Carbon Nanopipettes and Cellular Probes


The Carbon Nanopipettes (CNPs) consist of a pulled-glass/quartz micropipette with a thin layer of carbon deposited along its interior surface via a chemical vapor deposition process. The glass/quartz near the tip of the pipette is chemically etched to controllably expose the carbon pipe at the tip. The carbon pipe diameter ranges from tens to hundreds of nanometers. The result of this fabrication process is a nanoscopic, hollow carbon electrode incorporated and insulated within a glass/quartz macroscopic handle. The fabrication process does not require any assembly, overcoming one of the major challenges of nanotechnology – the interfacing between a nanostructure and a macroscopic handle.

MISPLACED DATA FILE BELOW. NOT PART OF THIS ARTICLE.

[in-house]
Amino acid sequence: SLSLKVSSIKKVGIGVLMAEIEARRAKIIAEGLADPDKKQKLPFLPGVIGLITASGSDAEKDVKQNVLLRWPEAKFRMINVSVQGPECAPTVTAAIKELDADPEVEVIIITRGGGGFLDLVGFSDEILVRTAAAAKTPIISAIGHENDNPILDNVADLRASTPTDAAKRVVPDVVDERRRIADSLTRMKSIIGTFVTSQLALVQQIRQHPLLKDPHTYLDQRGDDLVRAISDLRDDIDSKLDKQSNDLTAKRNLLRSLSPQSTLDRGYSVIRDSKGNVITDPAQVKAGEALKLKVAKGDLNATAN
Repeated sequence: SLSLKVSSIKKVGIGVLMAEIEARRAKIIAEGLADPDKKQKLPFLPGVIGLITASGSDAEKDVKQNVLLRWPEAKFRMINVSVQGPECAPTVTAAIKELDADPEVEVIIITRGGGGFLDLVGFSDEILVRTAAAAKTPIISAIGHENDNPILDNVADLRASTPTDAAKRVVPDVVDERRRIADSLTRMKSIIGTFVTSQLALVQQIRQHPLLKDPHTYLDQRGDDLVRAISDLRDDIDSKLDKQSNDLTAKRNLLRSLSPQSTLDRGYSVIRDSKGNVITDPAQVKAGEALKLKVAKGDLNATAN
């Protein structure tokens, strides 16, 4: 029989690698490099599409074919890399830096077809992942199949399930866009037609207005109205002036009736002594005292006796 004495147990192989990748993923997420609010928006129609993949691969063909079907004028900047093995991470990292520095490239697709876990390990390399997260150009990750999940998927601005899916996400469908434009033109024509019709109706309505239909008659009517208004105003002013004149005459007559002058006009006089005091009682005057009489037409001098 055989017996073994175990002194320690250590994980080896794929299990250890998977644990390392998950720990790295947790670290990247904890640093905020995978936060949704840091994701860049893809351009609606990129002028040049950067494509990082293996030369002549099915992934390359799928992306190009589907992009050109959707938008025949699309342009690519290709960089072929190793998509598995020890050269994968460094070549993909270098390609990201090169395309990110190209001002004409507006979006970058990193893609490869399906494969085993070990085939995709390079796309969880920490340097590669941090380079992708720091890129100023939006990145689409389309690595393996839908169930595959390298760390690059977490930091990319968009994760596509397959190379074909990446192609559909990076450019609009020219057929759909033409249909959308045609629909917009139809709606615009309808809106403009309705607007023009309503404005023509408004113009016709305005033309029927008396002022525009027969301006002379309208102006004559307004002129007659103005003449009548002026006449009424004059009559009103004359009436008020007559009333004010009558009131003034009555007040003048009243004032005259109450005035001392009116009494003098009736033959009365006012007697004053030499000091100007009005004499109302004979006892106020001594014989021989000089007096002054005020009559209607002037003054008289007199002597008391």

The CNPs are compatible with standard electrophysiology equipment such as micromanipulators, patch-clamp amplifiers, and standard micropipette fittings. Since the CNPs are hollow, they can be used as injectors. Since the carbon tips are electrically accessible, the CNPs can also double as nano electrodes. To date, CNPs have been used for cellular microinjection of both fluorescent dyes and secondary cell messengers, providing improved durability and biocompatibility compared with their glass counterparts. They have also been used for cell electrophysiological measurements, recording cell polarization in response to chemical stimuli.

As an addition, an automatic injection system to obtain high-throughput process for the single cell injection research.


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